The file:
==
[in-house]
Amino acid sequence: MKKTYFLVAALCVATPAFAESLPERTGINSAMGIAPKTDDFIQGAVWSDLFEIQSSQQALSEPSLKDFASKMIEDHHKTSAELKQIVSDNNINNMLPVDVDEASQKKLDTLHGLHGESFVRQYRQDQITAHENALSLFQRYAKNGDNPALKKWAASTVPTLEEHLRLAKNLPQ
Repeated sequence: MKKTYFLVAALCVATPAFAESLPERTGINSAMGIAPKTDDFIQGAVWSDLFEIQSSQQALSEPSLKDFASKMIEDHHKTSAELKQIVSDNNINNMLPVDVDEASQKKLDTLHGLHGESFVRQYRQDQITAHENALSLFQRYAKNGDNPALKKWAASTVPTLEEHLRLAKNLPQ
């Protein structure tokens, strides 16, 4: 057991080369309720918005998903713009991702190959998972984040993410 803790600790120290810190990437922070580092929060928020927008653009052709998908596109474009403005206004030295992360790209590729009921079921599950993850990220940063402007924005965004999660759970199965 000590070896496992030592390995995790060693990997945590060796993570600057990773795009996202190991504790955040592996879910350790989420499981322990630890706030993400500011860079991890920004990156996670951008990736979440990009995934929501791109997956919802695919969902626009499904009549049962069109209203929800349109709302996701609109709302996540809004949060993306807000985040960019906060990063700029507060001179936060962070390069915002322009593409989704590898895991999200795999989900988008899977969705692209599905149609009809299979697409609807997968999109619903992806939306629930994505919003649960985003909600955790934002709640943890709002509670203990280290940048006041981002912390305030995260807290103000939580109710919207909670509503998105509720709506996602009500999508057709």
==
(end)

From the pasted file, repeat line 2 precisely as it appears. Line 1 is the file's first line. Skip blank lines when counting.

Amino acid sequence: MKKTYFLVAALCVATPAFAESLPERTGINSAMGIAPKTDDFIQGAVWSDLFEIQSSQQALSEPSLKDFASKMIEDHHKTSAELKQIVSDNNINNMLPVDVDEASQKKLDTLHGLHGESFVRQYRQDQITAHENALSLFQRYAKNGDNPALKKWAASTVPTLEEHLRLAKNLPQ